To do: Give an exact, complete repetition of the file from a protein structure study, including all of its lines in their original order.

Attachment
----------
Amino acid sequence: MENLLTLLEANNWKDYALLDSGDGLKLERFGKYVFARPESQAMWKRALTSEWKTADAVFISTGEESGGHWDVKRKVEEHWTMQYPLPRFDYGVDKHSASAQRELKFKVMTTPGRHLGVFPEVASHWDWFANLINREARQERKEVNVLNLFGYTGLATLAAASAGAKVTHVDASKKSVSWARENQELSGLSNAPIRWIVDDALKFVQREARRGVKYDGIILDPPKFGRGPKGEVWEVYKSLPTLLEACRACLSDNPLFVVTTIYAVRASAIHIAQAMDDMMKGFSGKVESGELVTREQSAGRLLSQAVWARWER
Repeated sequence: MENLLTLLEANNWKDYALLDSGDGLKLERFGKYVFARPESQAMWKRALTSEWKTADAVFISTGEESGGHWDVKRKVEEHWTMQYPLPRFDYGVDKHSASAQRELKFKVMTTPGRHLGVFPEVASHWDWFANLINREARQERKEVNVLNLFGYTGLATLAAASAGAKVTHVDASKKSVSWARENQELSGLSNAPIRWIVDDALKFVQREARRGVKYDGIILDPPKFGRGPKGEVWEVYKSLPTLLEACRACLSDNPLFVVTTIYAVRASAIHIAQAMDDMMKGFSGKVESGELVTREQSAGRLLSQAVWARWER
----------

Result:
Amino acid sequence: MENLLTLLEANNWKDYALLDSGDGLKLERFGKYVFARPESQAMWKRALTSEWKTADAVFISTGEESGGHWDVKRKVEEHWTMQYPLPRFDYGVDKHSASAQRELKFKVMTTPGRHLGVFPEVASHWDWFANLINREARQERKEVNVLNLFGYTGLATLAAASAGAKVTHVDASKKSVSWARENQELSGLSNAPIRWIVDDALKFVQREARRGVKYDGIILDPPKFGRGPKGEVWEVYKSLPTLLEACRACLSDNPLFVVTTIYAVRASAIHIAQAMDDMMKGFSGKVESGELVTREQSAGRLLSQAVWARWER
Repeated sequence: MENLLTLLEANNWKDYALLDSGDGLKLERFGKYVFARPESQAMWKRALTSEWKTADAVFISTGEESGGHWDVKRKVEEHWTMQYPLPRFDYGVDKHSASAQRELKFKVMTTPGRHLGVFPEVASHWDWFANLINREARQERKEVNVLNLFGYTGLATLAAASAGAKVTHVDASKKSVSWARENQELSGLSNAPIRWIVDDALKFVQREARRGVKYDGIILDPPKFGRGPKGEVWEVYKSLPTLLEACRACLSDNPLFVVTTIYAVRASAIHIAQAMDDMMKGFSGKVESGELVTREQSAGRLLSQAVWARWER